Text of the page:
Red Zone Issue Self-Description Positive Side Negative Side Survival “I must take care of myself. The world is full of peril, so I must enjoy the moment.” These people have traits of competence, self-reliance, and responsibility These people lack the ability to trust others and tend to be wary and troubled in relationships. They have little interest in anything but what is of practical benefit. They become angry and panicky (Red Zone) whenever they feel their survival has been threatened.
Acceptance “I will do anything to be loved and accepted by others. I am a people-pleaser.” These people have a heart for serving others and are very attentive to the needs and feelings of other people. These people are overly compliant and self-effacing. They tend to be rescuers. They become angry and carry personal grudges (Red Zone) whenever they feel they have been rejected. Control “The world is a threatening place, and the only way I can feel safe is if I can control every situation and the people around me.” These people tend to be have strong leadership qualities. They are vigilant, highly organized, and have high expectations of themselves. These people often wall themselves off emotionally. They do not let others get too close to them. They can be overly controlling toward others—bossy, directive, demanding, rigid, and nit-picking. They impose perfectionist demands on others. They become anxious and angry (Red Zone) whenever anyone or anything threatens their control. Competence “I am loved only on the basis of my performance. My performance is never good enough, so I never feel worthy of being loved.” These people tend to be high achievers. If you are a leader, you want these people on your team, because they will work hard to achieve a great performance. They are never satisfied with their achievements. They have a hard time receiving from other people. They impose perfectionist demands on themselves. They are defensive and easily angered (Red Zone) whenever they perceive that their competence has been questioned.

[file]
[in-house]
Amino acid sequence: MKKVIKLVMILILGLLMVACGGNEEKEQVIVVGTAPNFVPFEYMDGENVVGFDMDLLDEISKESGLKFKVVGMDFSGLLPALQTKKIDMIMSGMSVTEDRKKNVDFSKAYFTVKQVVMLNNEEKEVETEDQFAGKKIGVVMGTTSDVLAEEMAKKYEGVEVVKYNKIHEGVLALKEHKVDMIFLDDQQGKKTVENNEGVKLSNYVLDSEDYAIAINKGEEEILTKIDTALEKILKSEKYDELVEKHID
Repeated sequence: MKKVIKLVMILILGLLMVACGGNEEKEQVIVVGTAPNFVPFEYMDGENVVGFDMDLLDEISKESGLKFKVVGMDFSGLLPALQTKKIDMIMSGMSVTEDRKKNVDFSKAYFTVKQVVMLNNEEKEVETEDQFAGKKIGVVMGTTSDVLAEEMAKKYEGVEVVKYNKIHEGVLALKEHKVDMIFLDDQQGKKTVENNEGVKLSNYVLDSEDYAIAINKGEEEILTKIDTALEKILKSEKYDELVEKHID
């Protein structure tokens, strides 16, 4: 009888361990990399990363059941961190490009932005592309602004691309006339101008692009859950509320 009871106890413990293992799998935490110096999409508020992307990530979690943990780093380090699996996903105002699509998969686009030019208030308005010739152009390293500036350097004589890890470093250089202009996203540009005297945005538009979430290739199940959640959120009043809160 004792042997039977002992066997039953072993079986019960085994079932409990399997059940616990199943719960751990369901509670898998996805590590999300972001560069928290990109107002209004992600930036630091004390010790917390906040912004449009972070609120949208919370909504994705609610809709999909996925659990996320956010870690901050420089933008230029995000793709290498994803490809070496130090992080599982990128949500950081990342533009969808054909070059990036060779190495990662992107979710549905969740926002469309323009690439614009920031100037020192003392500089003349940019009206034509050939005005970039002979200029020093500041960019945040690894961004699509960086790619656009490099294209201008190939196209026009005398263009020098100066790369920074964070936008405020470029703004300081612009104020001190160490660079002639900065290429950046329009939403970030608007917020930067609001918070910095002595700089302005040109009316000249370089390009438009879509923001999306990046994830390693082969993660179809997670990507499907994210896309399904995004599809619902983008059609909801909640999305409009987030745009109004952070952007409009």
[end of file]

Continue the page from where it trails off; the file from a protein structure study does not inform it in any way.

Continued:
As the Red Zone core theme is activated, the feelings associated with that issue are also activated. The person then sinks down deeper into a morass of feelings, many of which come from stories long ago completely unrelated to the current story that has provoked the Red Zone response.
There is a different way and an opportunity to engage others in healthy conflict resulting in success.
Conflict is understood and discussed in many different ways. It is our belief that conflict is the basis of ministry, that anyone entering vocational ministry must understand that his/her calling will revolve around conflict.
In saying that, we realize that the word conflict is loaded emotionally. Many people associate conflict with destructive images, of people shouting at one another, of gangs shooting at each other, of countries involved in wars.
Certainly those are conflicted situations. But conflict, at its core, involves disagreement, differing ideas and opinions, discrepant evaluations and judgments. People are different. Each person walking this earth has a different slant on things, different ways of seeing what is unfolding, different strategies for dealing with all the situations life throws at us.
Issues regarding conflict are confusing. Is conflict good, or bad? How do I manage it? Let’s put one proposition on the table right up front: Conflict is necessary and beneficial, at least conflict that is focused properly (i.e. the Blue Zone which we will discuss later). As conflict strays away from issues, and accesses personal stories (i.e. the Red Zone), conflict becomes unmanageable and destructive.
How do you experience conflict and manage it? In the following two posts we’ll explore the Red Zone and the Blue Zone. You will discover key concepts and tools to help you navigate conflict in healthy ways.